Transkids | Jewish Community Center of Greater Baltimore

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As we welcome audiences back for live shows at the Gordon Center, we continue to adapt to local and federal regulations for Covid-19 safety. Please review our policies before your visit –>

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Transkids

Monday, June 20, 2022 at 9:00 am

WEEKLONG VIRTUAL SCREENING: JUNE 20-26

DISCUSSION: Sunday, June 26 | 12:00pm
Join us for a virtual conversation with filmmaker Hilla Medalia, along with Elisha Alexander, founder of Ma’avarim - Israeli Trans Community, and Noam Kaniel, a student featured in the film. About the Speakers >

This documentary film follows four Israeli teenagers and their families, shedding light on the personal and social impacts and implications of youth gender re-assignment.  This subject has been and still is controversial and delicate world wide, and even more so in Israel, a militaristic society in which teenagers go to the army right after highschool, and religion plays a very strong role in both personal and state identity.  As the four protagonists deal with typical teen drama through the lens of transgender youth, the film examines how each family deals with the dilemmas and difficulties of adolescence when adding the significant and challenging aspect of gender dysphoria.

Noam, 16, was born as a girl to a religious family in a settlement in Samariah and studied at an all-girl religious school. Ofri, 16, always was the cool girl who played soccer with the boys, but inside he always knew he was a boy. Romy, 16, was born as a boy to a secular family but as soon as she started playing with dolls, her parents signed her up to a religious school. Liron, 17, grew up hiding behind different costumes, including a phase of heavy makeup, and shiny dresses, before he was ready to face his true self.

Israel | 2020 | Dir: Hilla Medalia | 103 Min | Hebrew with English Subtitles

About the Speakers
Producer/Director Peabody Award-winning filmmaker and producer Hilla Medalia has received four Emmy® nominations. Her projects have garnered critical acclaim and screened internationally in theaters and on television including HBO, MTV, BBC and ARTE. Her range of titles include: ‘The Reason Why’ 2021 (Jerusalem Film Festival), ’Love & Stuff’ 2020 (HotDocs, DOCNYC), ‘Leftover Women’ 2019 (Tribeca, ARTE), ‘Transkids’ 2019 (a 5 episode series for yesDocu and film), ‘The Oslo Diaries’ 2018 (Sundance, HBO), ‘Muhi - Generally Temporary’ 2017 (San Francisco FIlm Festival, Hot Docs), 'Censored Voices' 2015, (Sundance Film Festival and Berlinale), 'The Go Go Boys' 2014 (Cannes Film Festival), 'Web Junkie' 2014 (Sundance Film Festival, POV, BBC), 'Dancing in Jaffa' 2013 (Tribeca, IFC Sundance selects), 'Numbered' 2012 (ARTE), 'After the Storm' 2009 (MTV), 'To Die in Jerusalem' 2007 (HBO). Hilla is a member of the American Academy of Film and Television and she holds an M.A. from Southern Illinois University.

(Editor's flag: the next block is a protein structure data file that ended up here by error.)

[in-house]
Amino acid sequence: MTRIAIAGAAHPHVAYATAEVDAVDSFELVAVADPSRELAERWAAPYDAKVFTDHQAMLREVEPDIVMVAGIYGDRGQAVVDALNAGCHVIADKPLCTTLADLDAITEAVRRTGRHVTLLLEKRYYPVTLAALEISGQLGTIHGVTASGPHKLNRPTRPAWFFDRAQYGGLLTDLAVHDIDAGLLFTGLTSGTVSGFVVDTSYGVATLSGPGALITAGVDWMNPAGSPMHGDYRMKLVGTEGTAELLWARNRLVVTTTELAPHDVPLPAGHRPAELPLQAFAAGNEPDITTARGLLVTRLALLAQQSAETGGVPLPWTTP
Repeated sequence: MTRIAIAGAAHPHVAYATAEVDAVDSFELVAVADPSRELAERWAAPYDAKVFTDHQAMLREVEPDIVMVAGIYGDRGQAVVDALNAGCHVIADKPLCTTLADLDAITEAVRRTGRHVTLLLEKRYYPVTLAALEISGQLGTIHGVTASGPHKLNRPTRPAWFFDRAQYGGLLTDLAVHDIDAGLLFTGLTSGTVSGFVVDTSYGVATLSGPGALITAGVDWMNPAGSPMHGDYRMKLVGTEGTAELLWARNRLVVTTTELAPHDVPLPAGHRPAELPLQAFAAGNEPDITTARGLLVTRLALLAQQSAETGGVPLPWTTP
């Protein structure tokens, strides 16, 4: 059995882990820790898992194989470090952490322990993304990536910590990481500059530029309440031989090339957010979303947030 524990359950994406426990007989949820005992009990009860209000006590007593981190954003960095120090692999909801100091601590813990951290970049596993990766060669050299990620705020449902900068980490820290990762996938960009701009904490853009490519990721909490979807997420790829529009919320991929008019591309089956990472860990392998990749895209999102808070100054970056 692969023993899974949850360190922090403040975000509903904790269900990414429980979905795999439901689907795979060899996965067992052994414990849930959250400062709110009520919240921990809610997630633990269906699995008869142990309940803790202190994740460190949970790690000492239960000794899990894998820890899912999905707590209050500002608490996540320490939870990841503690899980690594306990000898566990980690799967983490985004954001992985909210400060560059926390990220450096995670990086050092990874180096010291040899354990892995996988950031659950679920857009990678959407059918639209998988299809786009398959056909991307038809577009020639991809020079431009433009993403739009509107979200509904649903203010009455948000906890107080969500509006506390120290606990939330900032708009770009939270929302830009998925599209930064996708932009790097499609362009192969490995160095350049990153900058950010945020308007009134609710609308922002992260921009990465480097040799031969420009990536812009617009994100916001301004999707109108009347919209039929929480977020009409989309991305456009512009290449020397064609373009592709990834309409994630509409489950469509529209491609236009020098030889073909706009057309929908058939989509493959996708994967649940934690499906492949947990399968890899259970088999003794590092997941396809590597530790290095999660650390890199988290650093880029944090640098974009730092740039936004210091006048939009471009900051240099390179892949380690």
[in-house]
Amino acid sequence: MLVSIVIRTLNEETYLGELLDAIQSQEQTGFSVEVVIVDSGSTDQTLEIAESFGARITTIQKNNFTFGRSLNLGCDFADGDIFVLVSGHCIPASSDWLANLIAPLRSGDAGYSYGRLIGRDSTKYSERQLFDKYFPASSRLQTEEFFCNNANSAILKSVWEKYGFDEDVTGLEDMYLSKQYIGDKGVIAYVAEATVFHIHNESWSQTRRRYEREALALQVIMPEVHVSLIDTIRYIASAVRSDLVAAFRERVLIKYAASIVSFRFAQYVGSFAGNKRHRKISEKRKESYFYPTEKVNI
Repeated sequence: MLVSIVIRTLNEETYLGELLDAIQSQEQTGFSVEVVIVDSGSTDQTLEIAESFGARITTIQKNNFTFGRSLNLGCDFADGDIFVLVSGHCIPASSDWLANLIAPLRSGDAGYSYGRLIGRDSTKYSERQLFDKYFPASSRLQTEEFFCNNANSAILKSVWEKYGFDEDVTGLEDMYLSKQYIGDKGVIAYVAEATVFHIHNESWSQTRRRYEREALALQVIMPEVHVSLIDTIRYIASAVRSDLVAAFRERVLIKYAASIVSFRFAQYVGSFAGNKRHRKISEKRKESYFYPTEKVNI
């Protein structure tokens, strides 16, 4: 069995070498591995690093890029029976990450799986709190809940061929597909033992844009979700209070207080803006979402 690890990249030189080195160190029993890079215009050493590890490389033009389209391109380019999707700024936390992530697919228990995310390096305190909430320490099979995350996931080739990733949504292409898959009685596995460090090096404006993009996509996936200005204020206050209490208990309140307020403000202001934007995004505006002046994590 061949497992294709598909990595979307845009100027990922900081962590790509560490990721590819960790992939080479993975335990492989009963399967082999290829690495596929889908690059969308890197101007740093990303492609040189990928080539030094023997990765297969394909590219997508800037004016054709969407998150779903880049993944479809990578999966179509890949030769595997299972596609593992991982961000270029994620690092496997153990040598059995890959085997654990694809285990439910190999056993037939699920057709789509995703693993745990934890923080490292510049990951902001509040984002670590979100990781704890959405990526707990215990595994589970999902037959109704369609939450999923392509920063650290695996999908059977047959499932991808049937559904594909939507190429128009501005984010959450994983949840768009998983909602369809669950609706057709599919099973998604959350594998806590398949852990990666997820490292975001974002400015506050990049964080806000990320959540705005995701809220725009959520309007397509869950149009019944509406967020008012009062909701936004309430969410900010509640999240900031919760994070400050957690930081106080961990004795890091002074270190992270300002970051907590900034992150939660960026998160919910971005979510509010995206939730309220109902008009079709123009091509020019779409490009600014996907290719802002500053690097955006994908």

Elisha Alexander (He/Him/His), 46, a prominent trans activist, CEO and founder of Ma’avarim - Israeli Trans Community, Israel’s largest trans NGO. His 18 years of community activism includes promoting queer visibility in Jerusalem, grassroots mobilization, and heading the Trans Program of the Tel Aviv LGBTQ center. Elisha holds a B.Sc. in Computer Science from the Hebrew University in Jerusalem, is single, and lives in Giva'ataim.

Noam Kaniel, a student featured in the film, was born to a religious family in a settlement in the Occupied West Bank and studied at a religious all-girls school. After being hospitalized following a suicide attempt, Noam realizes he needs to come out and become the Noam he feels he is. Despite the obvious challenges of being part of a religious community, his family is quite accepting and supportive. Noam had a complex relationship with religion. Now, as a religious man he feels closer to God than he ever did as a woman. He and his family face dilemmas related to the religious view on transgenders and the reaction of their closed community.

Part of the Second Annual Queer Jewish Arts Festival, a series of programs celebrating multiple facets of our identities including gender, race, religion and class through film and theater. Highlighting local, national, and international artists who are making art with Queer and Jewish content, the festival examines the complexity of how we present ourselves and move throughout life. Sponsored by the Grandchildren of Harvey M. & Lyn P. Meyerhoff Philanthropic Fund.

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